Highlight range
+3.3 stops without Active D-Lighting
+3.3 stops with Active D-Lighting
Shadow range
-7 stops without Active D-Lighting
-7 stops with Active D-Lighting
Here is the web album for the test shots with Active D-Lighting.

Despite having a full frame sensor and being three camera generations newer, the Nikon D600's highlight range is not as good as that of the Fuji S5 Pro.  However, the D600's shadow range covers an even wider range than the S5 Pro's legendary highlight range, with noise that is controlled after recovery even from as low as 7 stops below middle gray.  In my next post, I'll show how I used that to achieve images similar to that of the S5.


  1. Hey Thanks for that one, I am using a S5 Pro and I am eyeing on the D600, I am very interested into your investigation. :) Thanks for doing it.

    1. Thanks Valentin. Pls. check back again soon. I'll be posting the followup to this article in the next day or so.

      Best regards,

  2. Hello Mic,
    thank you for this comparison - I am in the same situation as Valentin and you looking for a replacement of S5 which will have the same or higher dynamic range at a higher resolution, and similar colors. I would like to ask you two things:

    Do you think, that the overall dynamic range of D600 is greater than that of S5, even if the way of achieving it is the opposite - underexposing and opening the shadows vs. exposing to the right?

    The second question is: how do you find the colors of D600 compared to those of S5, which are really superb?

    1. Hi Krist. Thanks for checking out the blog!

      The D600's total dynamic range appears to be greater than the S5. However, there are a few differences between them. The D600 has a wider shadow range while the S5 has a wider highlight range, hence as you pointed out the way you expose is different. The other difference in terms of dynamic range is the tone curve. The S5 as you know has a very long shoulder, whereas the D600's tone curve is more similar to other digital sensors, therefore the SOOC image of the S5 looks to me like it has a more subtle differentiation of highlights, but I think with careful postprocessing the D600 can look similar.

      Not sure if you've seen this post but here are real-world shots:

      As for the colors, the D600 is somewhat typical of other Nikons that I've used in that it has a slightly orange color with skin tones. The other thing I've noticed is that it seems that pinks tend to get exaggerated.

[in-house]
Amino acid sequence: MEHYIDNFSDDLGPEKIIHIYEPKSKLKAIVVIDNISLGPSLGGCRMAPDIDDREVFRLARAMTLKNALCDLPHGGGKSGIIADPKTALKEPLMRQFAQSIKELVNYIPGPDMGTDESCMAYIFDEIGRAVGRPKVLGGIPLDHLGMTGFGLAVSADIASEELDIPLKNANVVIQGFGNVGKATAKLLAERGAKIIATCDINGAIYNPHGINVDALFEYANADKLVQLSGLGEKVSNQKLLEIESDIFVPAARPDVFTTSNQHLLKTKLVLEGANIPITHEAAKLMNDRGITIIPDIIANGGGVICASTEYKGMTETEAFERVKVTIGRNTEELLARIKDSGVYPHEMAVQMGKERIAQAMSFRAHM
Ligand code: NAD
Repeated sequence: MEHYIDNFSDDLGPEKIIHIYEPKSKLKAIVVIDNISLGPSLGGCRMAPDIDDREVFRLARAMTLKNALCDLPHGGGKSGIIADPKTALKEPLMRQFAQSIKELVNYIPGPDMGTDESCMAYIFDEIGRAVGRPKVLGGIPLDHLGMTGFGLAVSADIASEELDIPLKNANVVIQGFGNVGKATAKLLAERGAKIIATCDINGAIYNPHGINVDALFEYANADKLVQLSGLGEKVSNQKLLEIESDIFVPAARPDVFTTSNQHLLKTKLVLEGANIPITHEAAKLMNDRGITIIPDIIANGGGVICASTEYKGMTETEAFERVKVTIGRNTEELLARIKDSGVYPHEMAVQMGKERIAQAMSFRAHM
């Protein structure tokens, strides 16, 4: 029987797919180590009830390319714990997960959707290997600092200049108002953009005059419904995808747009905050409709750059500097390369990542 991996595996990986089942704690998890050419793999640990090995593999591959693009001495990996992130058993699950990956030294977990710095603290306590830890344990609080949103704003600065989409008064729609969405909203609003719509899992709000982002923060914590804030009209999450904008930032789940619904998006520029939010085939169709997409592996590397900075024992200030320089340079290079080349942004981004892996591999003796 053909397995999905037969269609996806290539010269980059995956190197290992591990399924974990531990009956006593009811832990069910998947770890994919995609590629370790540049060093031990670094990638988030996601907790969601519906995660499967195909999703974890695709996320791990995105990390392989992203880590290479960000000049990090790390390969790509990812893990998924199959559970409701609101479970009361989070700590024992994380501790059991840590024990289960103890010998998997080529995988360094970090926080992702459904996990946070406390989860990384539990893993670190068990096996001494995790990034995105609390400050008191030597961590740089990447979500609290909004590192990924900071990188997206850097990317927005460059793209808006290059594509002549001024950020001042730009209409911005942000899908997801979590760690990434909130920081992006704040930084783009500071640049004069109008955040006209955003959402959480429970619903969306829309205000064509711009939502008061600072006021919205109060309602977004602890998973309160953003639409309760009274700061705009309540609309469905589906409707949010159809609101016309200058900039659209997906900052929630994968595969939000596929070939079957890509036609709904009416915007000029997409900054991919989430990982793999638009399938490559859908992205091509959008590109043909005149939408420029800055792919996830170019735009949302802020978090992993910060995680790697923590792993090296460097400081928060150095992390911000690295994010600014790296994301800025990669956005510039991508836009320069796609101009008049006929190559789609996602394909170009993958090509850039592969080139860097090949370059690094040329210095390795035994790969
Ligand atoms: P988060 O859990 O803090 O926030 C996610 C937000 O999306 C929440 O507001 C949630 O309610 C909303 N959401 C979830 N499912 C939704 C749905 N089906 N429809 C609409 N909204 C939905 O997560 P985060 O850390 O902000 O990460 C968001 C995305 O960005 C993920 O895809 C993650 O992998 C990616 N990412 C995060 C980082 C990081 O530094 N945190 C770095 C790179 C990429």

Hope this helps!

      Best regards,

  3. Hello Mic,

    Thank you for the very quick reply! Your observations on D600's color exactly match mine, and it is very clear in you family photos - still a little bit of a orange-yellow-ish skin tint, and strong pinks, and I would say strong magentas as well. But otherwise a very good camera..

    The other thing with the tone curve is mentioned in DP's review too, but I hope it wouldn't be as much of a problem, as long as the total DR is bigger than S5's one, as I am usually doing a lot of post-processing..

    1. Thanks krist. Just a quick note - many of the D600 shots on this blog to date used the beta raw profile for Lightroom. The final version of the raw profile tamed the pinks/magentas a bit. See this post:

      The other thing I forgot to mention is whether you might be interested in the D7000 or D7100 so you won't have to change the lenses you used with your S5.

      Best regards,

  4. Thanks Mic! I am really looking into D7000 and D7100 as well - D7000 has very nice tonality in B/W, although it is a little behind as far as dynamic range is regarded. I am very curious about the upcoming D7100 - whether it will retain the same tonality, and what will happen with the DR.

    1. Hi krist. I will be testing the dr and comparing it with the s5 when the d7100 is released in a week. So we'll have your answer soon!

      Best regards,

  5. That would be great! Thanks!


Thanks for your comment. It will be published as soon as we get a chance to review it, sorry for that, but we get lots of spam with malicious links.